Commonwealth Bank of Australia, the nation’s largest property lender, claims there are clear signs the residential property market is bottoming and set for a rebound after two year’s in the doldrums.
Property prices are expected to begin climbing back into positive territory in the second half of the year and should generate returns of about 3 per cent in 2020, compared to recent falls of about 14 per cent in Sydney and higher in Perth and Darwin.
Rate cuts, tax cuts, easier lending standards, rising population and improved sentiment are combining to boost market activity and offer early evidence of sustained improvement. The return of a federal coalition government has removed fears of changes to negative gearing and capital gains tax.
Michael Blythe, chief economist said: “Home buying intentions have been in negative territory since 2018, however current readings suggest the market is finally turning.”
Mr Blythe said demand weakness was the trigger for falling prices, rather than a supply glut as was the fear in 2017-18.
But the bank’s analysis reveals continuing weakness in retail and motor spending intentions
He said: “The big question right now with interest rate cuts in place and tax cuts coming is whether policy makers have done enough to keep the Australian economic story on an even keel. The overall message about household spending intentions has changed over the first half of 2019. The weakness evident since mid-2018 spilt over into the early part of 2019, but a more diverse picture is now evident.”
The bank’s analysis is based on a deep-dive into its extensive data bases covering 2.5 million households and 16 million customers.
Separate CBA research predicts higher lending growth to property investors that will support dwelling prices, particularly as rental yields are higher than term deposit rates, which are sliding towards zero as cash rates are cut.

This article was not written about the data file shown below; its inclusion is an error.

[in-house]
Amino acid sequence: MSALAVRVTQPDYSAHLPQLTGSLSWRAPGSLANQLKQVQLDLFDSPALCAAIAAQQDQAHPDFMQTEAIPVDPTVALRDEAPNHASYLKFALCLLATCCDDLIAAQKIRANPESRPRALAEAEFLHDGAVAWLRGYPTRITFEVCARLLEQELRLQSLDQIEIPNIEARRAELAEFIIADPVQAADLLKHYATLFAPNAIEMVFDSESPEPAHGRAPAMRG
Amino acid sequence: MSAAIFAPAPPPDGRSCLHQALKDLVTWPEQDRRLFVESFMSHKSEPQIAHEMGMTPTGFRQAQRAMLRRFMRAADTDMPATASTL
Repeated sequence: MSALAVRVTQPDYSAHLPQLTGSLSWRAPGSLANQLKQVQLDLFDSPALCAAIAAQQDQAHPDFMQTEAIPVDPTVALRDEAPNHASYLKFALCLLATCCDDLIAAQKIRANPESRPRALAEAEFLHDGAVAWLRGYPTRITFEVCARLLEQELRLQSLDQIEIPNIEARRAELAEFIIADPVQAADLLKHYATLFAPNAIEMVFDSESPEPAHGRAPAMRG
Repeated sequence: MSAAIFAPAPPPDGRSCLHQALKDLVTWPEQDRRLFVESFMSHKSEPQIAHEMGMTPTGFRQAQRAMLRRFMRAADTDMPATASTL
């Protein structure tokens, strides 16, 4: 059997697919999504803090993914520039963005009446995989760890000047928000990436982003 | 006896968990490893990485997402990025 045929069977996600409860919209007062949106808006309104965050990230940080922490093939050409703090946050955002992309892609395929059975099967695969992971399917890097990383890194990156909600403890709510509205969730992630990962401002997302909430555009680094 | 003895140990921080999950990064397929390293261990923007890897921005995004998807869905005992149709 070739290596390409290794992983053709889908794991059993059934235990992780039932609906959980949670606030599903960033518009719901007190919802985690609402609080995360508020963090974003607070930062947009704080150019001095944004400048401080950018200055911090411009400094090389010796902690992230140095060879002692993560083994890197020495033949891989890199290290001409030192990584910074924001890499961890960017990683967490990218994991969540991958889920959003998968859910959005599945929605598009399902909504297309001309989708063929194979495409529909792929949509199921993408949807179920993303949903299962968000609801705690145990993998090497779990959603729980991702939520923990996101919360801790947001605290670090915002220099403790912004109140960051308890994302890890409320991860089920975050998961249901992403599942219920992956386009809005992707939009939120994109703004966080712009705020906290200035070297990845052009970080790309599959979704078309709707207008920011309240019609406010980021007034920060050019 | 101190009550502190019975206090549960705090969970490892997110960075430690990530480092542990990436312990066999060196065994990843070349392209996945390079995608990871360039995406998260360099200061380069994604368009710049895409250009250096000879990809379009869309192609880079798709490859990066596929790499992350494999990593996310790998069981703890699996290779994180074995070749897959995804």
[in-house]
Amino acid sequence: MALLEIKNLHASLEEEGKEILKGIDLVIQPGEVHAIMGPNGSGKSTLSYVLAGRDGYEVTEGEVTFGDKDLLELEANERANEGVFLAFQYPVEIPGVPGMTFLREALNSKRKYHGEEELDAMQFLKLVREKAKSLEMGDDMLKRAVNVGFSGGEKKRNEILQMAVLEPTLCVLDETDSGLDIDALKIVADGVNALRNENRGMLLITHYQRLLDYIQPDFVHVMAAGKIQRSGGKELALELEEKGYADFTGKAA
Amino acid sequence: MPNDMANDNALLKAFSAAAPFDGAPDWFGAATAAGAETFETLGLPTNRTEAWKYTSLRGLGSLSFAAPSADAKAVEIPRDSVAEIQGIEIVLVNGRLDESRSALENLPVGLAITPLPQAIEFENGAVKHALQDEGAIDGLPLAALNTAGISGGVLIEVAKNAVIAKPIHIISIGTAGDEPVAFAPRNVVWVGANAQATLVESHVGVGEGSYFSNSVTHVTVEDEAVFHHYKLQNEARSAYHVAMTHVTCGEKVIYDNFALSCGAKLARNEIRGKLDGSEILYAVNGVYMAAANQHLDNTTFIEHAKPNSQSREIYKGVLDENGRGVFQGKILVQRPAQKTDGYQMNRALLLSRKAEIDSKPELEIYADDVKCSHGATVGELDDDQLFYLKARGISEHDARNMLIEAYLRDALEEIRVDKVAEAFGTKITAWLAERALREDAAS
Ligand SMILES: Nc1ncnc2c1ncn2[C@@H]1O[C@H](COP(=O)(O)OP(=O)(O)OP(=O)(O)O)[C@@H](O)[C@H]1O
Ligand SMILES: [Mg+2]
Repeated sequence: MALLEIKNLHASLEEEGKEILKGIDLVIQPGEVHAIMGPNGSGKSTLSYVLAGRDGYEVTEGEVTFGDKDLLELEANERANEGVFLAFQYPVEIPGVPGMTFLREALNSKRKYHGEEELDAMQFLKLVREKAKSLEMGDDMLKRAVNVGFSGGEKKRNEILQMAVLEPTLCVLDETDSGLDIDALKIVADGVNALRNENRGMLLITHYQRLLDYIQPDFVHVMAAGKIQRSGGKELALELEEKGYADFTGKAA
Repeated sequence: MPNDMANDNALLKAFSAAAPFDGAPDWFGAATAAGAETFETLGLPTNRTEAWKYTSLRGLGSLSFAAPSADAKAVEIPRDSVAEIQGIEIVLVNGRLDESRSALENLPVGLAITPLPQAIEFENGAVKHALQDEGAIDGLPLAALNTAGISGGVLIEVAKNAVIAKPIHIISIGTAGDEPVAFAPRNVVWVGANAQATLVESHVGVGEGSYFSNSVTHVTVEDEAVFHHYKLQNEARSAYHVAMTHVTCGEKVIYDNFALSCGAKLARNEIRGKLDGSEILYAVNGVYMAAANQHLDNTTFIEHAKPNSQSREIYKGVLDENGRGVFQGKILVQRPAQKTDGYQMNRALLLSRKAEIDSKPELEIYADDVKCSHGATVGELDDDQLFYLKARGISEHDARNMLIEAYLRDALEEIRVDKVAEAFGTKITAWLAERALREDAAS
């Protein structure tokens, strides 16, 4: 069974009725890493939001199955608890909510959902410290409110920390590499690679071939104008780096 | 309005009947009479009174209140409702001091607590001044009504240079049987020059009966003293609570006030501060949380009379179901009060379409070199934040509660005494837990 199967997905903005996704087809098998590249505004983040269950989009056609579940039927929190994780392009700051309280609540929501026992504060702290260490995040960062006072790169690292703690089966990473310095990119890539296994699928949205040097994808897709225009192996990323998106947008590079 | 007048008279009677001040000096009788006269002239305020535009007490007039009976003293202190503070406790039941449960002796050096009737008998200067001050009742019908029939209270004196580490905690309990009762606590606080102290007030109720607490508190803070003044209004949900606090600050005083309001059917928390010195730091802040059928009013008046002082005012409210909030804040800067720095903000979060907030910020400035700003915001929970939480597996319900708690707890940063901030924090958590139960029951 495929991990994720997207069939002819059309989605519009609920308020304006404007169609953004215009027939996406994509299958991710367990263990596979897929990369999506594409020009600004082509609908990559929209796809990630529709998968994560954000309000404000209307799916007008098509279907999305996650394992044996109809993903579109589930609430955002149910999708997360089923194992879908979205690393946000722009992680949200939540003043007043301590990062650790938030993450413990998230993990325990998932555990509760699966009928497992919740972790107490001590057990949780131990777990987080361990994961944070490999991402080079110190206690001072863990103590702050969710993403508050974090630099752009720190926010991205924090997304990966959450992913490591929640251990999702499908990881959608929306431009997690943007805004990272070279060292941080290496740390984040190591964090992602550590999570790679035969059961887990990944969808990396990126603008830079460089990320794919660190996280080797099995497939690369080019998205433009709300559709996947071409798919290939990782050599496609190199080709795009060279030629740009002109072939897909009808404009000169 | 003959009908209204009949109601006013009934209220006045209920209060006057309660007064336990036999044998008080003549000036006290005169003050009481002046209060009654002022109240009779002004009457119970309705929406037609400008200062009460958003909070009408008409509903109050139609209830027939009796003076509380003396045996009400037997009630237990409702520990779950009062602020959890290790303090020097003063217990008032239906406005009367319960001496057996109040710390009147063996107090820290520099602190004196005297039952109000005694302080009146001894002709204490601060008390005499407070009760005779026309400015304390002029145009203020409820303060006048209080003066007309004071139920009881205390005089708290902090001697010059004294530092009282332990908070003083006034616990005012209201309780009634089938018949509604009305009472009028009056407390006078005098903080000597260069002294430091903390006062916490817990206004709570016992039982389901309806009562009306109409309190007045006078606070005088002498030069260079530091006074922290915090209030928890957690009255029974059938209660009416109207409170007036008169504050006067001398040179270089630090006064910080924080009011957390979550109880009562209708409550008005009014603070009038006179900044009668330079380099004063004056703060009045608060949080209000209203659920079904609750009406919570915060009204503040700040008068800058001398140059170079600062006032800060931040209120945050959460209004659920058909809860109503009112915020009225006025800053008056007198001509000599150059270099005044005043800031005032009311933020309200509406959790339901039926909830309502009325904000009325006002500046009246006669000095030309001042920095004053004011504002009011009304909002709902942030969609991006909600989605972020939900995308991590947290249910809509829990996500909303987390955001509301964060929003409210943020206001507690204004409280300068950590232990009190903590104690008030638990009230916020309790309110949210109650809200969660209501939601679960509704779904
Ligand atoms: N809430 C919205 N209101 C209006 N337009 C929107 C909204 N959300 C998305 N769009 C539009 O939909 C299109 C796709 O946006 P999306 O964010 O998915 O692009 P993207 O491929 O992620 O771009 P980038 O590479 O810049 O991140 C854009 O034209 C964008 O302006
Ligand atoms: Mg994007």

It predicts property prices in Sydney and Melbourne, the nation’s largest real estate markets, are expected to rise between 2.5 per cent and 2 per cent over the second half of the year.
“Such an outcome would see prices ending 2019 down by about 2 per cent,” the analysis concludes. Nationally prices will end the year with gains of about 2 per cent, rising to 3 per cent in 2020.”
Tight lender credit and low sales volumes should keep the brake on property prices, even as prices have stabilised and sales increased, according to separate analysis by global investment bank Morgan Stanley.
According to the investment bank’s analysis, auction clearance rates are rising but property volumes remained 30 per cent below the three-year average. For volumes to recover to average in September, the traditional peak sales period, there will need to be a 70 per cent increase from current levels.
Morgan Stanley claim the likelihood of a price surge is low because of the soft economy and limited appetite from regulators for a credit rebound.
All key indicators the investment bank uses to assess market performance, which range from the demand-supply balance to rental conditions, market accessibility and credit supply, remained negative. It predicts prices are likely to remain “broadly flat” over the rest of the year.
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